Review: Beetronics Overhive & Buzzter

From the masters of insect-themed steampunk styling, two more dirt machines that are creating a bit of a buzz… but not literally.

beetronics overhive buzzter
All images: Eleanor Jane

Beetronics makes buzzy fuzzes, right? Thus the name and the references to honey, nectar and other apian terms all over the California company’s gloriously quirky pedals. But while these two latest units knock it out of the park with their painfully punny names, there’s no fuzz to be had here: the Overhive is purely an overdrive, the Buzzter purely a booster.

Bee that as it may (sorry), you know things aren’t going to be quite as simple as that with Beetronics. So, beyond the hefty wedge-shaped metal enclosures, side-mounted jewel lights and mismatched knobs, each device puts its own spin on an apparently straightforward job in the form of a canny bonus feature.

With the overdrive, that means a pair of tone-tweaking toggle switches, one for tightening things up and another for thinning things out; with the booster, it’s a second footswitch so you can hop between two output levels – well, three, if you include bypass.

beetronics buzzter
The Buzzter’s Pollen/Nectar switch selects preset levels of boost

Cosmetically, the Overhive shares the ‘salvaged from a bomb crater’ look of the Octahive and Whoctahell fuzzes, but the Buzzter is unbattered, its controls housed on a raised metal control plate (like the one on the Royal Jelly). The result is a look that’s less ‘vibey’, perhaps, but no less enticing.

On the inside, meanwhile, we’re pleased to see the theme of insect-shaped circuit boards continuing – and evolving. The Buzzter’s handwired board has been designed to look like a sort of Jim-bee Hendrix, complete with bandana and upside-down Flying V.

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beetronics buzzter
The Overhive’s Honey control adds gain

In use

The Overhive is described as a medium-gain pedal, but there is a decent range of amp-like drive on offer – and all of it fits roughly into the ‘transparent’ category. With tone set to noon, the overall EQ balance of the bypass signal is preserved, with just a slight softening of the note attack and only when gain is pushed close to full do things start to feel congested.

The toggle switch on the right is supposed to cut out some low end when flipped down, but the audible result is actually an increase in upper mids and treble. We’re not complaining, though: this can add just the extra bite you need to stop chords getting mushy.

The left switch, similarly, doesn’t work quite how you might expect: flicking into loose mode makes things ever so slightly bigger, but the difference is more about sharpness than bassy bloom. Taken together, the two switches make for a potent tone-finessing weapon.

beetronics overhive
The Overhive’s right-hand toggle increases upper mids and treble to avoid low-end mush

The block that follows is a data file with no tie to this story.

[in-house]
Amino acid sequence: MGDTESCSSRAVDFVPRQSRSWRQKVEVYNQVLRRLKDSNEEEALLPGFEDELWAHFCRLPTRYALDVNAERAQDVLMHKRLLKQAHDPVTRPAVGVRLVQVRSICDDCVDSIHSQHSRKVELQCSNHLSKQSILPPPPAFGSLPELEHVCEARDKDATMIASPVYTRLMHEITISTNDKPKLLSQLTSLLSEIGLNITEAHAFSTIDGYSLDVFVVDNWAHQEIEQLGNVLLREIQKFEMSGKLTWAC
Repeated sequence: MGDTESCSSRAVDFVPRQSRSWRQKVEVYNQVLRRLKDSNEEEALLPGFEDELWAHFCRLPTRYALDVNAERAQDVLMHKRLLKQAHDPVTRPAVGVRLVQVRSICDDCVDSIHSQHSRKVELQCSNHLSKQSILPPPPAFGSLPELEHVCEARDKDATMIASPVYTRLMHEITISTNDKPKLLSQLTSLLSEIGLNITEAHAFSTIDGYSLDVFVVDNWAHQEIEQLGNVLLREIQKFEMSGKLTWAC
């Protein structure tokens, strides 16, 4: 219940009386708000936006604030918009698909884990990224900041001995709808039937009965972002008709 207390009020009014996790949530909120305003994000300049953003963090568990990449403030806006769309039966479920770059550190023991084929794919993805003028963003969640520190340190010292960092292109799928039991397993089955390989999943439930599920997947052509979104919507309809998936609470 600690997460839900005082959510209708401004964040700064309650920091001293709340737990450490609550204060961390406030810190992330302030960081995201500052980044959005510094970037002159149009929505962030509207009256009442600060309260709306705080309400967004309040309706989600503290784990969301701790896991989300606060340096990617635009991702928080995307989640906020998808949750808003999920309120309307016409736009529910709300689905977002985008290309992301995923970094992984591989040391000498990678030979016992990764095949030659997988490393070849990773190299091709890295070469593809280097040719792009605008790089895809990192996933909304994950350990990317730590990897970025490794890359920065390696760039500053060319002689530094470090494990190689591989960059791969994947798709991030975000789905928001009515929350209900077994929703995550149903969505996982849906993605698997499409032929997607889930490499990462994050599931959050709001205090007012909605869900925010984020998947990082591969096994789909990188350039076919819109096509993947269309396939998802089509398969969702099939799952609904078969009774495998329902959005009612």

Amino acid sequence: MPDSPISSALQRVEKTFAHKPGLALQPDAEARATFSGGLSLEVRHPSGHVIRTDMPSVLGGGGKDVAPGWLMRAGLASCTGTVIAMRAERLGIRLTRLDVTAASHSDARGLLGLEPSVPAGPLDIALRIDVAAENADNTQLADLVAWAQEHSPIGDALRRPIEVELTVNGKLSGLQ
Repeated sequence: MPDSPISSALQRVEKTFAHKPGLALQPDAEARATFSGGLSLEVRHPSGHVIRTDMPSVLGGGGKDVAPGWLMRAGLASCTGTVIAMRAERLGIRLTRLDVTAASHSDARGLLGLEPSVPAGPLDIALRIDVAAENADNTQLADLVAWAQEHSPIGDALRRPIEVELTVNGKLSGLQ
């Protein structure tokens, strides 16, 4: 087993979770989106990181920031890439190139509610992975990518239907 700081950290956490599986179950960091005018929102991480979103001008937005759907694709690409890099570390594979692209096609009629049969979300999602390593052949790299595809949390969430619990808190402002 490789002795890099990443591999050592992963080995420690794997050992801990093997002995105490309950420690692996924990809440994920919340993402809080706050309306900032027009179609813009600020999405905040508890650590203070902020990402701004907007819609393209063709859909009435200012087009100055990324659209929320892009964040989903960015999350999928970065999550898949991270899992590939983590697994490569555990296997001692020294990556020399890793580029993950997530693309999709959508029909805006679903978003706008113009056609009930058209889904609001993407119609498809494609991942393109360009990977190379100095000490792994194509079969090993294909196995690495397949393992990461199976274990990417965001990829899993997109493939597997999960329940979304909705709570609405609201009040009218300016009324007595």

The Buzzter is a much simpler pedal. The boost is just about completely uncoloured, and there’s enough range available to set up two distinct levels of volume-lift – or distortion, if you’re using it to push the front end of a low-wattage amp – for different parts of the same song.

Our only real issues here are with the ‘honey’ knob – firstly, because its black-on-black pointer is impossible to make out in low light, and secondly, because we’re not convinced it even needs to be there: with a fixed ‘master volume’ and the other two controls doing all the work, you wouldn’t be losing any important functionality.

beetronics overhive
The inside decal depicts a Hendrixian insectoid playing what looks like a Flying B

That little oddity aside, both these boxes represent a worthy expansion of the Beetronics range into tasteful new territory – even if, deep down, we still prefer this maker’s pedals when they’re not quite so well beehived.

Key Features

Beetronics Overhive: 8/10

  • PRICE £251
  • DESCRIPTION Overdrive pedal. Made in USA
  • CONTROLS Tone, volume, honey (drive); hive (tightness) and body (bass cut) switches
  • FEATURES True bypass; powered by 9-volt mains supply only (not included)
  • DIMENSIONS 145 x 99 x 70mm
  • VERDICT An uncharacteristically restrained but very impressive overdrive

Beetronics Buzzter: 8/10

  • PRICE £197
  • DESCRIPTION Dual booster pedal. Made in USA
  • CONTROLS Honey (master boost level), pollen and nectar (preset boost levels)
  • FEATURES True bypass; powered by 9-volt mains supply only (not included)
  • DIMENSIONS 145 x 99 x 68mm
  • CONTACT Face face.be beetronicsfx.com
  • VERDICT Does exactly what it claims to do, while looking ridiculously cool

Like this? Try these…

Overhive

  • Paul Cochrane Timmy $129
  • Fulltone OCD £142
  • Way Huge Green Rhino MkIV £121

Buzzter

  • Xotic RC Booster V2 £188
  • ThorpyFX Team Medic £220
  • Maxon DB10 Dual Booster £145
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